In the south wall are a piscina, a small sink for washing service vessels, and a 'sedile', a seta for the priest. The long recess opposite may have been for storage. Restoration early in the 20th century is responsible for the concrete much in evidence in the chancel.
The north transept has doors to west and north and two east facing chapels. The most northerly of these two chapels has largely disappeared and the parish graveyard wall now runs across it. The South Chapel is well preserved, with a pointed barrel vault with a piscina in the south wall. Each of the smaller chapels would have had an altar, making six in total throughout the Abbey. Each of these would be visited in procession by the monks as part of their services.
From the south transept (6) with its two east facing chapels, doors lead west to the cloister and south to the vestry or sacristy (7) where vestments and service equipment were kept, while the stair in the south wall may have led to a wall passage. It is often called the night stair (A) as it led to the choir monks dormitory.
The Cloister (8) south of the nave was a secluded area with buildings on each side. Cistercian planning was very regular, the same rooms being found in the same positions in abbeys all over Europe. So even when buildings are ruined it is usually posssible to identify them with confidence. The visitor must imagine the covered alleys or walks around the edge of the cloister: the positions of the south east and south west angles are shown in concrete and marks of the cloister roof can be seen on the south wall of the church. The north walk of the cloister (which runs against the south wall of the nave) was used for study and there was usually a book cupboard in the cloister's north east corner. Three massive buttresses partly obscure the line of the north walk, built early in the last century to prop the leaning wall.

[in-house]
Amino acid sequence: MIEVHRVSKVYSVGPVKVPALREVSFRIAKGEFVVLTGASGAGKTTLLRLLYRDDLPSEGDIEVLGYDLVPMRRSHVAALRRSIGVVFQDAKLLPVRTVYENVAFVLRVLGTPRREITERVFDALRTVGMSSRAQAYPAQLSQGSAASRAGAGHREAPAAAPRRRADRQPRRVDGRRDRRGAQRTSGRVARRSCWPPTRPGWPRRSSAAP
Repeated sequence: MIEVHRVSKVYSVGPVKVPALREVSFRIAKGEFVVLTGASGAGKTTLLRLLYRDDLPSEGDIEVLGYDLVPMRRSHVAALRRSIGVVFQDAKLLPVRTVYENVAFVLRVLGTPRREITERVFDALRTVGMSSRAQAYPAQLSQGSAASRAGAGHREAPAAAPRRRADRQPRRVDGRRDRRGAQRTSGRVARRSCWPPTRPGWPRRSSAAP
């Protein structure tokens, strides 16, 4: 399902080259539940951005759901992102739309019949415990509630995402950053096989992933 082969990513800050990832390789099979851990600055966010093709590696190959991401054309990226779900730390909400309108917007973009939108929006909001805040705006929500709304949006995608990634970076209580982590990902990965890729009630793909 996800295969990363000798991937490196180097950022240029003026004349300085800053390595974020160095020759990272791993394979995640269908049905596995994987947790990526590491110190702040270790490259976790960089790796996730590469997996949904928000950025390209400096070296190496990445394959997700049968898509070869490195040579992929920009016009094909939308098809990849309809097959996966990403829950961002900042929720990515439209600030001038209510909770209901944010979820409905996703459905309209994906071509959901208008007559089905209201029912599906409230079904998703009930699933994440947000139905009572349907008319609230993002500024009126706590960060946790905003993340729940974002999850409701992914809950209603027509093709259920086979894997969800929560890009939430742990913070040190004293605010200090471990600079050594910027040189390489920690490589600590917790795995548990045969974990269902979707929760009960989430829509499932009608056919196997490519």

Arttist impression of how a cloister might look.
The cloister in Grey Abbey is, rectangular rather than square, but in other respects the plan is the 'normal' Cistercian one. This rectangular shape may have come about due to issues with time or money. The refectory would normally indicate the middle of the south range so we must use our imaginations to visualise the scale of the original plans for Grey Abbey. It is likely that Affreca's early widowhood in 1219 put pay to these larger plans.
South of the vestry in the east walk is the chapter house, once aisled and vaulted in stone, ehere daily meetings of the monks were held. Its importance is emphasised by once grand west door and triple east windows.